The first thing that comes into mind when a Kenyan hears the word bhang is drug abuse or smuggling of narcotic drugs but the push to legalize it is increasingly getting traction in the country.
Bhang or cannabis sativa is listed as an illegal drug in the Narcotic Drugs and Psychotropic Substances Control Act Section 3 (2) (a) of 1994 and revised in 2022 but efforts have been made to legalize it for industrial and commercial use.
Over the years, the drug has acquired a bad reputation due to its use as an intoxicant and the focus on its medicinal properties has been lost but proponents argue that its medicinal value is high and can be used to arrest many diseases and ailments.
“From 1963 the Kenyan government has laid down measures to ensure that there is no issue with pertaining drugs and substance in Kenya but bhang is not a drug but a herb and it should be categorized as such and the current government should legalize it through an act of parliament because it is beneficial commercially,” Caleb Otieno, a youth leader in Kilifi County, said.
Scientists have discovered that bhang, like any other drug, if used wrongly can cause long-term harmful effects on the central nervous system and peripheral nervous system but with controlled use, it offers medicinal value since paste made from the buds and leaves of the Cannabis sativa plant, is typically added to food and drinks and can protect the human body against pain, muscle spasms, seizures, nausea, and vomiting.
It is also used for treating digestive issues, headaches, pains, and anxiety and brings relief in health issues like nerve pain, arthritis pain, insomnia, and piles.
Otieno wants Members of the National Assembly to introduce a Bill in parliament that will categorize bhang as an agricultural cash crop.
“We have been using Methadone (Medical Assisted Therapy, MAT) to treat illicit drug addicts but it is expensive and its supply is limited but we can offer bhang as a substitution since it is not addictive,” he added.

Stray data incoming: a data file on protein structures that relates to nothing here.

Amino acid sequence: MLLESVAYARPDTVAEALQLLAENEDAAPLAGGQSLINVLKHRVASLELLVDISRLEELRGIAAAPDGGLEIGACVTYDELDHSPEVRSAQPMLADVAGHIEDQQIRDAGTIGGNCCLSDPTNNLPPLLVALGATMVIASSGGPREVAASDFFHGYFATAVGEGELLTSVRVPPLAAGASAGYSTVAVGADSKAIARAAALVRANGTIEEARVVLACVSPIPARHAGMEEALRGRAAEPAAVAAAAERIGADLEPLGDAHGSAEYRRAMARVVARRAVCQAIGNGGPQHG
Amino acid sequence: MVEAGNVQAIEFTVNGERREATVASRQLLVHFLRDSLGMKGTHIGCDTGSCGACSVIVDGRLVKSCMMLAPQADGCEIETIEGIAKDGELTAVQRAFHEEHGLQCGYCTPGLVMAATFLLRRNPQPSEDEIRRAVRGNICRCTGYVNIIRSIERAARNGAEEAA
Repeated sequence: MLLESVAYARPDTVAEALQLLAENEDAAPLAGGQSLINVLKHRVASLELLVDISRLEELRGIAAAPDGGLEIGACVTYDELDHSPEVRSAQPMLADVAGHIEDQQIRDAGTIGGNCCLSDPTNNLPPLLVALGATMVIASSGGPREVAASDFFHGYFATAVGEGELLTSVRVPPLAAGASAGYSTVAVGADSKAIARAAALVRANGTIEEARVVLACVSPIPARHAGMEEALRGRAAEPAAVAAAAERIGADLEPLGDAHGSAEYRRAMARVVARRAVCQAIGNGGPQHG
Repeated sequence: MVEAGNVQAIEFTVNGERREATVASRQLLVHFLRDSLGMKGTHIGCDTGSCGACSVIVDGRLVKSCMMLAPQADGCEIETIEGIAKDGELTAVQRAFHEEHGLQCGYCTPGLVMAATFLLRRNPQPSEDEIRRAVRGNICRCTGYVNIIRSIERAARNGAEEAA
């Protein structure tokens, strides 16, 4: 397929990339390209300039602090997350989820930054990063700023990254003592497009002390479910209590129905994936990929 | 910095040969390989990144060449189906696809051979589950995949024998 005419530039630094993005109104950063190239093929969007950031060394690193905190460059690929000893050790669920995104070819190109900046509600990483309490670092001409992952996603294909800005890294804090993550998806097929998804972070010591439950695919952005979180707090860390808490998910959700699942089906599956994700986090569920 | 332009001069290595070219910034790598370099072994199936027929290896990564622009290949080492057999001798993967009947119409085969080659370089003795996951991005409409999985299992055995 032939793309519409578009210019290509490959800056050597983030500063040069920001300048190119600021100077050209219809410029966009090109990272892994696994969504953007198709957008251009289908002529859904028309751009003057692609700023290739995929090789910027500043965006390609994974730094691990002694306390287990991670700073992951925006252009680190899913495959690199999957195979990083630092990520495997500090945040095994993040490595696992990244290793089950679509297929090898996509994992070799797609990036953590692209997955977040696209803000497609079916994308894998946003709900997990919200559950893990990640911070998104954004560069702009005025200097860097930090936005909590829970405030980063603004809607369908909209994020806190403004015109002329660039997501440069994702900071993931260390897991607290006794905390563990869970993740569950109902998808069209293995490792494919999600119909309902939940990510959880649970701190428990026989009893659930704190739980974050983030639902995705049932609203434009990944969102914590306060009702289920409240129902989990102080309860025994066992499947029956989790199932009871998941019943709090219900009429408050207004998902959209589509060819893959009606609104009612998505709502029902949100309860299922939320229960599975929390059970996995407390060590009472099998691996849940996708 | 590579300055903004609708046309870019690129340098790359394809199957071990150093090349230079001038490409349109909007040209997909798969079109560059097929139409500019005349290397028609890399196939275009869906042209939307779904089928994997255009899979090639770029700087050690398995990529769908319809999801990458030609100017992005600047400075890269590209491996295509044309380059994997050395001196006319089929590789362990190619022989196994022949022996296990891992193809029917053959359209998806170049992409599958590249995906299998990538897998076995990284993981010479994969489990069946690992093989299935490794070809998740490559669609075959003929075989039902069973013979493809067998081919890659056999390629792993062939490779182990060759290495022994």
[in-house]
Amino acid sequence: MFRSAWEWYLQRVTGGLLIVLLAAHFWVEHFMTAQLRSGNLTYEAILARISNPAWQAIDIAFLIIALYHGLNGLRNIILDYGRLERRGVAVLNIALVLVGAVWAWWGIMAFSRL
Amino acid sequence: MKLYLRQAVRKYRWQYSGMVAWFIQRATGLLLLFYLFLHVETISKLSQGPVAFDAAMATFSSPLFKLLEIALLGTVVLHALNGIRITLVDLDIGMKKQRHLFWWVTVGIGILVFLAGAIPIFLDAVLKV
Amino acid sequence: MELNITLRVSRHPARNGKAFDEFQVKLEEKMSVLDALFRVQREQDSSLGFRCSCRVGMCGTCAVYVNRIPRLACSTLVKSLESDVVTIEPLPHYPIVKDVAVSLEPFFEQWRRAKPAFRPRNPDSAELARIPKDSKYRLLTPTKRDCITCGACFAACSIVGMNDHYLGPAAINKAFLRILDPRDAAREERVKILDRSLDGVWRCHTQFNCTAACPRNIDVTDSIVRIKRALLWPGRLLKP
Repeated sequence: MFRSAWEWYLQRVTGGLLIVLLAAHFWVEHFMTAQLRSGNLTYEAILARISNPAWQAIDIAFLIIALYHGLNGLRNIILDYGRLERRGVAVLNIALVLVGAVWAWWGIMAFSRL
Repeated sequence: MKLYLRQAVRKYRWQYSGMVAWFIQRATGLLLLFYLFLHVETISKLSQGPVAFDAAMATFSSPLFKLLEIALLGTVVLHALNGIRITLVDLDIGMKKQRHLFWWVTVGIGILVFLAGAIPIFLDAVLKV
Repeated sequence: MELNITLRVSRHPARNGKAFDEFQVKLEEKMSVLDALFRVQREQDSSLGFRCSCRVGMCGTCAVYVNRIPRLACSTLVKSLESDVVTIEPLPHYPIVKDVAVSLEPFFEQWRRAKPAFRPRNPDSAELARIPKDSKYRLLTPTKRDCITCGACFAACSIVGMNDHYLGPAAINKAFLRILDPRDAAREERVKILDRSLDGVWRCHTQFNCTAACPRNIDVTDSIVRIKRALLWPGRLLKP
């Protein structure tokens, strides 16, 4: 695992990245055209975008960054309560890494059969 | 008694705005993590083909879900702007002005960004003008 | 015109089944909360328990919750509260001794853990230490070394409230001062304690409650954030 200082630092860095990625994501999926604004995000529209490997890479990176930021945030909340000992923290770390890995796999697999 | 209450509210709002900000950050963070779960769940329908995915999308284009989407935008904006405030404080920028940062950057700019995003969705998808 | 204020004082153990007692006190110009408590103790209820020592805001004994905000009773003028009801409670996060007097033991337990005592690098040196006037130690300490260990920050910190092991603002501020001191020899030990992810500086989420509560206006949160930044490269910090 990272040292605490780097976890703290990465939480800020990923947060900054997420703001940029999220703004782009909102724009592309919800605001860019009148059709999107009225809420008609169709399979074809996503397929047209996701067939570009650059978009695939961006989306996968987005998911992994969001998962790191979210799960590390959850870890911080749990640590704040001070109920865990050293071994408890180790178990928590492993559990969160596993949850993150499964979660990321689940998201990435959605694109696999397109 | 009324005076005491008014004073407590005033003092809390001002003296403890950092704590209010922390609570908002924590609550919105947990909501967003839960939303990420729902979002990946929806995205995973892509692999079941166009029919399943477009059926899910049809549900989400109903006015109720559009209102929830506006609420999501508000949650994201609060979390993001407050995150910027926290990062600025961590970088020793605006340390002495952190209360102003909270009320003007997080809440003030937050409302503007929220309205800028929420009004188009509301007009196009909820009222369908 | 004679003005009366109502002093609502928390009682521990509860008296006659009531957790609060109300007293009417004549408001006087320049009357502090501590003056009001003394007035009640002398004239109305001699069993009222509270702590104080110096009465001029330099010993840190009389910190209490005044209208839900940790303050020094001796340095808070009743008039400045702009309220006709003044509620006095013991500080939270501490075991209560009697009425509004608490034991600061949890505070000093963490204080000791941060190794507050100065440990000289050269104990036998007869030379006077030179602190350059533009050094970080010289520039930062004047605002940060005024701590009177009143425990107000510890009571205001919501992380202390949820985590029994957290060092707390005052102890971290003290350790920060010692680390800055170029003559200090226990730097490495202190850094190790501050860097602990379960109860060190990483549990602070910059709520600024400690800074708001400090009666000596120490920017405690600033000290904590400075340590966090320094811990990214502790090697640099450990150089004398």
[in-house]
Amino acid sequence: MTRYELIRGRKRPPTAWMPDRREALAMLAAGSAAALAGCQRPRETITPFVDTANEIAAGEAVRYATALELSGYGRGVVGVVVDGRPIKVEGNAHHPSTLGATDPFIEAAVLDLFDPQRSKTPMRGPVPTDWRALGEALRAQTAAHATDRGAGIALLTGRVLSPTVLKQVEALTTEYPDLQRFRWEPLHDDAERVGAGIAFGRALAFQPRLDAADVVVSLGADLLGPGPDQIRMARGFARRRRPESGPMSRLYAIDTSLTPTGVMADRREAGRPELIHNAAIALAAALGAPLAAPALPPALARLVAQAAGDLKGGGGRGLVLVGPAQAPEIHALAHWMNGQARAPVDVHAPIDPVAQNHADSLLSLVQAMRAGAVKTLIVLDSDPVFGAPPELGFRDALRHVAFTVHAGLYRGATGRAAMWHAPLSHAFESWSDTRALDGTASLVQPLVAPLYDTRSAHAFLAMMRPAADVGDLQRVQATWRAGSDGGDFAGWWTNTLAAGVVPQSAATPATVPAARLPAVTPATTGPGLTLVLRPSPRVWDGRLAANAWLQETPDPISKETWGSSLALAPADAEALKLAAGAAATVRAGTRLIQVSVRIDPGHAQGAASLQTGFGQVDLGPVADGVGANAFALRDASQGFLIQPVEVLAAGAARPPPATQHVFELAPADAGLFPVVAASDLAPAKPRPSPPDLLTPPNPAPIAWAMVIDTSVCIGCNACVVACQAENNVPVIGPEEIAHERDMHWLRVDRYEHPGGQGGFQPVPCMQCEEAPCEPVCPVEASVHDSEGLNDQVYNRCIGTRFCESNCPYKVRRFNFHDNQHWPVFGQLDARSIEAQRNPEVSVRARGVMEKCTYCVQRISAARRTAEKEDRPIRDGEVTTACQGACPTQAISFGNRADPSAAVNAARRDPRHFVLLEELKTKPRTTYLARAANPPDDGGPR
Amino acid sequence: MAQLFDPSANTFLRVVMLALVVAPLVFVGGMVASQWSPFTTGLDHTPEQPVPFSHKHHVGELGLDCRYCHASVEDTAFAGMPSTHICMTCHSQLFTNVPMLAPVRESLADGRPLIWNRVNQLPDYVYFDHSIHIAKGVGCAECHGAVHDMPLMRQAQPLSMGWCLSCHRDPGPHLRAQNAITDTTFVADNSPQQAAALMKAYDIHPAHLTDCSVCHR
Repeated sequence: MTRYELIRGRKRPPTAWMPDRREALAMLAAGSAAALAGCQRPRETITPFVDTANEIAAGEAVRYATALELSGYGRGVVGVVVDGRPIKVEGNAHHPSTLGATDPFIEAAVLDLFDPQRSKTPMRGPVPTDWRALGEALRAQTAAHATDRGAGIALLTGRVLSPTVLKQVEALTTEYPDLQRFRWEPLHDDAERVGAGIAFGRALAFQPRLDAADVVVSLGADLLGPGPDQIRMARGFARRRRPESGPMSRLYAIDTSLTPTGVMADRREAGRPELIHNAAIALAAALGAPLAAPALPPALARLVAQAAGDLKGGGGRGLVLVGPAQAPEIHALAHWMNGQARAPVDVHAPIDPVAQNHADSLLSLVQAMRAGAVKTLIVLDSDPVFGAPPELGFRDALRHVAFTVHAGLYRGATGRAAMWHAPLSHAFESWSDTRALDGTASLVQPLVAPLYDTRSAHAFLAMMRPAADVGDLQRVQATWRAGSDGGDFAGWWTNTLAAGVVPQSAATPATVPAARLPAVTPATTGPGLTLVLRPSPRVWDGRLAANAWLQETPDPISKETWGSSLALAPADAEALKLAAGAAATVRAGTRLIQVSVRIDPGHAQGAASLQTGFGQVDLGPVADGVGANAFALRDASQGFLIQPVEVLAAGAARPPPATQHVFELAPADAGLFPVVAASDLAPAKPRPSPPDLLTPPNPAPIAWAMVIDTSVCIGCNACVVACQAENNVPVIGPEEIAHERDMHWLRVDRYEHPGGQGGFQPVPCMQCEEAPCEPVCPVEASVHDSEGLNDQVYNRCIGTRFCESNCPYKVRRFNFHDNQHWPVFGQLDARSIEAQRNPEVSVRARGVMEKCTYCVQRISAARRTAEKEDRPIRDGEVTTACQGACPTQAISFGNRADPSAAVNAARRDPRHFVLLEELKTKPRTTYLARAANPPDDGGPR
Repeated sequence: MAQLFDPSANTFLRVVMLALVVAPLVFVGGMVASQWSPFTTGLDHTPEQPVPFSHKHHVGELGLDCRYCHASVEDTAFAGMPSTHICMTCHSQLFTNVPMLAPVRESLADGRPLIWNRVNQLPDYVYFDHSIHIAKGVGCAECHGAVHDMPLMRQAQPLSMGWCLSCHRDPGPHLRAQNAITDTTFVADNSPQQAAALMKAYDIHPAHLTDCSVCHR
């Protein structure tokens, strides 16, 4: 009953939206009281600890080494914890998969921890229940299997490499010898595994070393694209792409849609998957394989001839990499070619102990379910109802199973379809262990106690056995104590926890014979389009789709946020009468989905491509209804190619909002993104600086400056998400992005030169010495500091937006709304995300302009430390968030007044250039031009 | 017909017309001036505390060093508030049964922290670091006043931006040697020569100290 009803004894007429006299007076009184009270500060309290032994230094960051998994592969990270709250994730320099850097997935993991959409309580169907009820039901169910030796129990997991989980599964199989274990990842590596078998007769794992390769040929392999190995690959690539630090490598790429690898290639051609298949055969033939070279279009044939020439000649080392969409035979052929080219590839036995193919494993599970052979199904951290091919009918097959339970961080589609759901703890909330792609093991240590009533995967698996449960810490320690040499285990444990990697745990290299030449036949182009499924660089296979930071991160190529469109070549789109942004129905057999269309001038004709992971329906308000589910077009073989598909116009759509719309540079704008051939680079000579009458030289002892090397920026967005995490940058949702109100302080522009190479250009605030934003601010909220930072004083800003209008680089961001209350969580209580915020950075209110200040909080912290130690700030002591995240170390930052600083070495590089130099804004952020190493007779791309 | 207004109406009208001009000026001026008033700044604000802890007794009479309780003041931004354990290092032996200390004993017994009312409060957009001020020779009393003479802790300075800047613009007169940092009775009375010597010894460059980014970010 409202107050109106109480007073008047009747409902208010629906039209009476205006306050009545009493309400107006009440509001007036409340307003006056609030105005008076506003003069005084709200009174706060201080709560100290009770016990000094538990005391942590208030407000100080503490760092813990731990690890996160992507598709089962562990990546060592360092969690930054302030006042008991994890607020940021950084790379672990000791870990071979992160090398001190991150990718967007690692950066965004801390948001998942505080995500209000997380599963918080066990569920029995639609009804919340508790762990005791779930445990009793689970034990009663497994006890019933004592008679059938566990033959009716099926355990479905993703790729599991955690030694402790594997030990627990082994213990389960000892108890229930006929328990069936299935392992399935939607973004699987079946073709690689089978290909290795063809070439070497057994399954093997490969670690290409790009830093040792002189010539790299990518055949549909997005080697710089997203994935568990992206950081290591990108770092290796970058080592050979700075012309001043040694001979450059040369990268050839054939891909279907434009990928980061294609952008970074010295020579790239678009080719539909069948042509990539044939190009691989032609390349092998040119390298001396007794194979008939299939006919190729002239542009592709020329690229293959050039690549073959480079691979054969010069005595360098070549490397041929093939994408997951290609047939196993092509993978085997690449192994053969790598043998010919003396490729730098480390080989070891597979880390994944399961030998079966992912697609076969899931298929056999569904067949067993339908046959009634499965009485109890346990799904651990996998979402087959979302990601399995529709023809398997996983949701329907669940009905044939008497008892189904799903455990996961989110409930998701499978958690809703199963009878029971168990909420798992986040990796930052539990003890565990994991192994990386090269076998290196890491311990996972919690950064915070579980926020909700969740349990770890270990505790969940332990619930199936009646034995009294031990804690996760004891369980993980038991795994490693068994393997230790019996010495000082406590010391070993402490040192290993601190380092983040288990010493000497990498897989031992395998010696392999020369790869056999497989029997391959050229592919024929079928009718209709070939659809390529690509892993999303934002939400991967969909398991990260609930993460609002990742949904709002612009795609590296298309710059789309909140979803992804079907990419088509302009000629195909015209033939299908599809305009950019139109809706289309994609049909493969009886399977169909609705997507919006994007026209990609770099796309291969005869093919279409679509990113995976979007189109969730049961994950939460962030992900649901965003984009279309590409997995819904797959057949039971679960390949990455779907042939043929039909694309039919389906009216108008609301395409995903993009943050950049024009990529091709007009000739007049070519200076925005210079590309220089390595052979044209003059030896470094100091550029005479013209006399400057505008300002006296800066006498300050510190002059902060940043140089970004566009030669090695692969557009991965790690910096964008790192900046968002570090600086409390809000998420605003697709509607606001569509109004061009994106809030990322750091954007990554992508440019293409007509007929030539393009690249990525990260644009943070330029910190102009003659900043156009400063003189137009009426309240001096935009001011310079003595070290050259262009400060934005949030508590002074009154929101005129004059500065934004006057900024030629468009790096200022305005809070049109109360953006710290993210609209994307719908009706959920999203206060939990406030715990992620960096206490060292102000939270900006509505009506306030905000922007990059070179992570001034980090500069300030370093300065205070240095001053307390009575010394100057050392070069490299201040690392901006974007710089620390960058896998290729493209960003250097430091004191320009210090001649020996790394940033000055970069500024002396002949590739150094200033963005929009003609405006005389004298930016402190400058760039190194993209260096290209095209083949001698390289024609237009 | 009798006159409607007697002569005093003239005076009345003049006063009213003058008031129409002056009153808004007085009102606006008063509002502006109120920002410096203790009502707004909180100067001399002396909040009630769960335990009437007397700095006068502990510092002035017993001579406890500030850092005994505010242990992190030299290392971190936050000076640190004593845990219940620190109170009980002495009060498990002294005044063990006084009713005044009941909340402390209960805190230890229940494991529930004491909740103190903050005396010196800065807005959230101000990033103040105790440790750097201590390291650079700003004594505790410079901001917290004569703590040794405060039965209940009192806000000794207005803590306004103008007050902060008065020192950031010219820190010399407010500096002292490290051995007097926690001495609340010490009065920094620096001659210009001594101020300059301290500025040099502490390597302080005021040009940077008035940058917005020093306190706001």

According to Otieno, a 90-kilogram bag of bhang has a street value of Ksh1.3 million compared to maize which fetches Ksh4,000 for the same quantity and if the country legalizes it for sale to foreign nations it can help the government to earn billions of shillings in revenue every year.
“I appeal to the government to fund research on bhang and we benchmark in countries that have legalized the drug. I talked to the late Kibra MP Ken Okoth when he visited Kilifi in 2014 and he took it to parliament and the Roots party leader George Wajakoyah brought the matter up during campaigns and I support him fully,” he said.
During the campaign period, Wajakoyah campaigned on the platform of legalizing bhang, a move that attracted support and criticism in equal measure and according to the presidential candidate, the country stood a chance to be financially stabilized if it embraced commercialization of bhang.
Otieno invited religious leaders to understand the benefits of bhang and 'stop misleading Kenyans'.
“I want religious leaders to accept the fact that some of the medicines we use in our hospitals are products of bhang and they should not interpret it as allowing drug abuse because the law if passed will specify its use and I rule out recreational use," Otieno added.
The National Authority for the Campaign against Alcohol and Drug Abuse (Nacada) said in a statement recreational and commercial trade of bhang is prohibited.
In Kenya, cannabis remains the drug of choice amongst narcotic users with data from a national survey conducted in 2017 showed that at least one per cent of the country’s population aged between 15-65 years are current users of cannabis and another survey conducted in 2019 to assess emerging trends in the abuse of drugs and substances showed overwhelming evidence of the abuse of cannabis in the form of cookies, candies and other forms of confectioneries.
The World Health Organisation (WHO) had also recommended the lifting of cannabis sativa from illicit substances but the Kenyan government rejected the idea pointing out that the drug is a harmful substance.
The WHO submitted eight proposals including, the recommendation to delete extracts and tinctures of Cannabis from Schedule I of the 1961 Convention and a recommendation to remove from international control products containing 0.2 per cent of Delta 8 THC.